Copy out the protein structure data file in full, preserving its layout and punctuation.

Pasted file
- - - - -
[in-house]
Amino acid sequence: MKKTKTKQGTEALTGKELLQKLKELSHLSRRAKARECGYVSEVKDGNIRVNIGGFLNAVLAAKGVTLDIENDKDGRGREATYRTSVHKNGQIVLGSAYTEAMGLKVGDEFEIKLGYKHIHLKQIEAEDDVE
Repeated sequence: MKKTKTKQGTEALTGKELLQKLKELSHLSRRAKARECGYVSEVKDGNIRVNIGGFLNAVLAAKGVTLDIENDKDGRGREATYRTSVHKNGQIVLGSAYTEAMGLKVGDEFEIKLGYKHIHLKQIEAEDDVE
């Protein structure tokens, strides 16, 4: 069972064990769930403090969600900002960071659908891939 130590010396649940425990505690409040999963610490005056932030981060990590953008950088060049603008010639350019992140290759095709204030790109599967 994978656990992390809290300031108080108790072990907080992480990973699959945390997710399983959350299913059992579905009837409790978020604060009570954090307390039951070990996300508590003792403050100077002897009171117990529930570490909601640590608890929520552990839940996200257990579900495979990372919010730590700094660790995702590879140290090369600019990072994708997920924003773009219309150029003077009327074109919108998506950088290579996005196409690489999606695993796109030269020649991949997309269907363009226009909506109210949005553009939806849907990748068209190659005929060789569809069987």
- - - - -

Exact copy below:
[in-house]
Amino acid sequence: MKKTKTKQGTEALTGKELLQKLKELSHLSRRAKARECGYVSEVKDGNIRVNIGGFLNAVLAAKGVTLDIENDKDGRGREATYRTSVHKNGQIVLGSAYTEAMGLKVGDEFEIKLGYKHIHLKQIEAEDDVE
Repeated sequence: MKKTKTKQGTEALTGKELLQKLKELSHLSRRAKARECGYVSEVKDGNIRVNIGGFLNAVLAAKGVTLDIENDKDGRGREATYRTSVHKNGQIVLGSAYTEAMGLKVGDEFEIKLGYKHIHLKQIEAEDDVE
């Protein structure tokens, strides 16, 4: 069972064990769930403090969600900002960071659908891939 130590010396649940425990505690409040999963610490005056932030981060990590953008950088060049603008010639350019992140290759095709204030790109599967 994978656990992390809290300031108080108790072990907080992480990973699959945390997710399983959350299913059992579905009837409790978020604060009570954090307390039951070990996300508590003792403050100077002897009171117990529930570490909601640590608890929520552990839940996200257990579900495979990372919010730590700094660790995702590879140290090369600019990072994708997920924003773009219309150029003077009327074109919108998506950088290579996005196409690489999606695993796109030269020649991949997309269907363009226009909506109210949005553009939806849907990748068209190659005929060789569809069987």